Benjamin Franklin, the turkey and the bald eagle

Benjamin Franklin Duplessis

benjamin franklin by duplessis

Here is what Benjamin Franklin writes his daughter, Sarah Blache, on the topic of the Society of the Cincinnati. He opposes, of course, the very notion of establishing hereditary honors in the United States, and also discusses the insignia of this organization, which include a bald eagle:

Others object, writes Franklin, to the bald eagle as looking too much like a dindon, or turkey. For my own part, I wish the bald eagle had not been chosen as the representative of our country; he is a bird of bad moral character; he does not get his living honestly; you may have seen him perched on some dead tree, where, too lazy to fish for himself, he watches the labor of the fishing-hawk; and, when that diligent bird has at length taken a fish, and is bearing it to his nest for the support of his mate and young ones, the bald eagle pursues him, and takes it from him.

With all this injustice he is never in good case;but, like those among men who live by sharping and robbing, he is generally poor, and often very lousy. Besides, he is a rank coward; the little kingbird, not bigger than a sparrow, attacks him boldly and drives him out of the district. He is therefore by no means a properemblem for the brave and honest Cincinnati of America, who have driven all the kingbirds from our country; though exactly fit for that order of knights, which the French call Chevaliers d’Industrie.

I am, on this account, not displeased that the figure is not known as a bald eagle, but looks more like a turkey. For in truth, the turkey is in comparison a much more respectable bird, and withal a true original native of America. Eagles have been found in all countries, but the turkey was peculiar to ours; the first of the species seen in Europe, being brought to France by the Jesuits from Canada, and served up at the wedding table of Charles the Ninth. He is, besides, (though a little vain and silly, it is true, but not the worse emblem for that,) a bird of courage, and would not hesitate to attack a grenadier of the British guards, who should presume to invade his farmyard with a red coat on.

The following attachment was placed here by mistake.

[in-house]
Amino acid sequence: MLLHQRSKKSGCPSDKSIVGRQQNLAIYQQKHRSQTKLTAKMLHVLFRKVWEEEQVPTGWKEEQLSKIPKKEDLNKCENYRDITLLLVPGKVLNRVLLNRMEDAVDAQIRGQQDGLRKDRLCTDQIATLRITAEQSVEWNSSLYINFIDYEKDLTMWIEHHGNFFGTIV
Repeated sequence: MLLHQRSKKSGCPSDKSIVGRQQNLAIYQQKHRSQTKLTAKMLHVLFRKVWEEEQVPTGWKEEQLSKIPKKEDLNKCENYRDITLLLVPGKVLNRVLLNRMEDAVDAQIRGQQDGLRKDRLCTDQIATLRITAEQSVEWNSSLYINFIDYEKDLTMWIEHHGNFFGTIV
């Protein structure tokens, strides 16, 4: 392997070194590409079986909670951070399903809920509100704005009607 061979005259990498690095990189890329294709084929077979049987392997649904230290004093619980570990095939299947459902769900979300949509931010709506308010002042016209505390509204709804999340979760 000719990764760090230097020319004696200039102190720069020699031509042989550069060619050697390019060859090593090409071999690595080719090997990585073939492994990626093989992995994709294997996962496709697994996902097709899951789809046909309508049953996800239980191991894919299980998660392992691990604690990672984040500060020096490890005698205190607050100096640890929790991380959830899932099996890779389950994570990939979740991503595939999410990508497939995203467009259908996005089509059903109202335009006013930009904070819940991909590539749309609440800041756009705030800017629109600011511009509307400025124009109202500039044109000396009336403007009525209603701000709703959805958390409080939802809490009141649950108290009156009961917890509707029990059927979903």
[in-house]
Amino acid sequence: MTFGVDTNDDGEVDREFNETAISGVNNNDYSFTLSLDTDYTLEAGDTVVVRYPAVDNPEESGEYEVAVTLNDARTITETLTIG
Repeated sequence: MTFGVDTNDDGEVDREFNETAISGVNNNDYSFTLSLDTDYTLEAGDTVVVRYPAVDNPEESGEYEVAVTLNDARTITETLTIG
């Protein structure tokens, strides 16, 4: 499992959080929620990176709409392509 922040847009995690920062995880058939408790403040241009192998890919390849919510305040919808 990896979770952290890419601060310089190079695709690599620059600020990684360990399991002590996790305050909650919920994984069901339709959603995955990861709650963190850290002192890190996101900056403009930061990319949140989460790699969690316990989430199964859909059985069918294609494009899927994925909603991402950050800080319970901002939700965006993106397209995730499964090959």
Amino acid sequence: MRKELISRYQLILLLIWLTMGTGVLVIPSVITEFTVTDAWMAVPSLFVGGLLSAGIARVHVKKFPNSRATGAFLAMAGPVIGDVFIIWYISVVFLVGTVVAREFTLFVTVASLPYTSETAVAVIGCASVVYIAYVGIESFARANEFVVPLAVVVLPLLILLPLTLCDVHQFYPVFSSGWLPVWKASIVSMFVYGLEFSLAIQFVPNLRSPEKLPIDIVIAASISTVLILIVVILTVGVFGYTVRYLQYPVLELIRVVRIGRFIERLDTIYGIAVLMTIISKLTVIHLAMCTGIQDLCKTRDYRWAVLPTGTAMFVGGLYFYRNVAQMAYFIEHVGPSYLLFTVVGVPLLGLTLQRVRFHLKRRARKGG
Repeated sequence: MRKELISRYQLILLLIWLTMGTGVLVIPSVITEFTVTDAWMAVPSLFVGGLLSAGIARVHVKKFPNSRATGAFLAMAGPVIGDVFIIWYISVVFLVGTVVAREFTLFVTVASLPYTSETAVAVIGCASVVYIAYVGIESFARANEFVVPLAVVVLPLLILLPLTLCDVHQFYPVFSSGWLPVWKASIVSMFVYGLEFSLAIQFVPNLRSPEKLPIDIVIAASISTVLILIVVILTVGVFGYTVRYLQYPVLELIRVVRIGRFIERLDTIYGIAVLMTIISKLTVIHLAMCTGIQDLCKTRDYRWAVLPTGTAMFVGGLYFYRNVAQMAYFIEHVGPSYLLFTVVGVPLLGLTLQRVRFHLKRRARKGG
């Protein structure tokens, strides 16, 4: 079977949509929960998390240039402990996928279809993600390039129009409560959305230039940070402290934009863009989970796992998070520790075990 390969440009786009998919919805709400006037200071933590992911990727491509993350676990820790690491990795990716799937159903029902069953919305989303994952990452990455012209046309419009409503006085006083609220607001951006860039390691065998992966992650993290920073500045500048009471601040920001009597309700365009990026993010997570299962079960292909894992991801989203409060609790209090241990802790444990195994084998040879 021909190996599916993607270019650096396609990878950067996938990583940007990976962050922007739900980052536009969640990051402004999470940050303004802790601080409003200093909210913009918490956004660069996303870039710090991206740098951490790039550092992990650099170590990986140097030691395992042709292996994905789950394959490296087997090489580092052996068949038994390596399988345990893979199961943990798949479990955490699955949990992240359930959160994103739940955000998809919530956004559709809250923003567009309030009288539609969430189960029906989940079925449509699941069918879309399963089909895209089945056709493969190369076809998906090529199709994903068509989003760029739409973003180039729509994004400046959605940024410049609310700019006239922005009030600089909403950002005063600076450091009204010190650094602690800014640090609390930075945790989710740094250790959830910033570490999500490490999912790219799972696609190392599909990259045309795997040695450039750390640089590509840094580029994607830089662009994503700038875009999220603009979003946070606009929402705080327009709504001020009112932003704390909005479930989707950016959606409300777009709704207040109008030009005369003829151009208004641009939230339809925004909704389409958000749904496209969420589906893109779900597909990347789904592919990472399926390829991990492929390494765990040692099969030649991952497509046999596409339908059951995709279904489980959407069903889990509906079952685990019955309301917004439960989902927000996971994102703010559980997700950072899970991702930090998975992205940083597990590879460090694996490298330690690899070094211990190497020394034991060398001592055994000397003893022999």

I am not much of a biologist and cannot opine on the “bad moral character” of the bald eagle, which I have never seen in the flesh, perched on a dead tree or otherwise.

I have, however, admired wild turkeys at Zion National Park, where they walk around in groups during the day and roost in the tall trees at night, unafraid of visitors. Magnificent, majestic birds indeed. Ah, if only Ben Franklin had had his way about the turkey as a national emblem, and many other things . . .

We will keep to French artists to illustrate this post. The portrait of Franklin as a cultivateur américain is by Joseph-Siffred Duplessis, painted during Franklin’s momentous embassy in Paris. The wild turkey is part of the Birds of America series by Jean-Jacques Audubon.

Happy Thanksgiving to all! (Or should we say, with Art Buchwald, Merci Donnant?)

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